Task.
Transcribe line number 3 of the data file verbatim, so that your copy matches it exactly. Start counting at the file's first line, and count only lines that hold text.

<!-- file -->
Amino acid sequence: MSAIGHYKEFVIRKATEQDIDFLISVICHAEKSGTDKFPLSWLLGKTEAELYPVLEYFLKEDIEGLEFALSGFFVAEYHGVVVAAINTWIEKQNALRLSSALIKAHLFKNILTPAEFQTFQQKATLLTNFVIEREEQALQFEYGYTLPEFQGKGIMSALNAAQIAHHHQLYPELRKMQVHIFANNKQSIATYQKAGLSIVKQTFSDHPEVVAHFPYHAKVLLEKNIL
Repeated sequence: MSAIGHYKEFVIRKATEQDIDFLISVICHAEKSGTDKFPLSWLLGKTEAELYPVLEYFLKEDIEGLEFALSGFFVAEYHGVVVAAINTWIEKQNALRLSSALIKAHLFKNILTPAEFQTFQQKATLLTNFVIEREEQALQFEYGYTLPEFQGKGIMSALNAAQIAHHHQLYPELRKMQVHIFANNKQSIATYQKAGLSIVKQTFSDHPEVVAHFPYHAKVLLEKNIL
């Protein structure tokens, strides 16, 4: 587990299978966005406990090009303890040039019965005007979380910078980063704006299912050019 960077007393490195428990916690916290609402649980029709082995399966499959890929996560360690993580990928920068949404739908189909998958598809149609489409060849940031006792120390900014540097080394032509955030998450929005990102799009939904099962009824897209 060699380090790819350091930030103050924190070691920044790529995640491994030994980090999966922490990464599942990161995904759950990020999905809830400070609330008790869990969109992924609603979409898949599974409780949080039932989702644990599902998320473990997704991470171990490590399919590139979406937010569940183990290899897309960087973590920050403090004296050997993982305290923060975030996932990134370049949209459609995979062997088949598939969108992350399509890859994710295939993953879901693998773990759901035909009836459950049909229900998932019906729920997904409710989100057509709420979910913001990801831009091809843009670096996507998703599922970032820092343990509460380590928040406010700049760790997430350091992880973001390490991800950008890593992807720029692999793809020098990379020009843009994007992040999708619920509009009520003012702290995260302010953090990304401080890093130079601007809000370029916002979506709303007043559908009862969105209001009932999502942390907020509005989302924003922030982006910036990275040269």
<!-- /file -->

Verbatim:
């Protein structure tokens, strides 16, 4: 587990299978966005406990090009303890040039019965005007979380910078980063704006299912050019 960077007393490195428990916690916290609402649980029709082995399966499959890929996560360690993580990928920068949404739908189909998958598809149609489409060849940031006792120390900014540097080394032509955030998450929005990102799009939904099962009824897209 060699380090790819350091930030103050924190070691920044790529995640491994030994980090999966922490990464599942990161995904759950990020999905809830400070609330008790869990969109992924609603979409898949599974409780949080039932989702644990599902998320473990997704991470171990490590399919590139979406937010569940183990290899897309960087973590920050403090004296050997993982305290923060975030996932990134370049949209459609995979062997088949598939969108992350399509890859994710295939993953879901693998773990759901035909009836459950049909229900998932019906729920997904409710989100057509709420979910913001990801831009091809843009670096996507998703599922970032820092343990509460380590928040406010700049760790997430350091992880973001390490991800950008890593992807720029692999793809020098990379020009843009994007992040999708619920509009009520003012702290995260302010953090990304401080890093130079601007809000370029916002979506709303007043559908009862969105209001009932999502942390907020509005989302924003922030982006910036990275040269």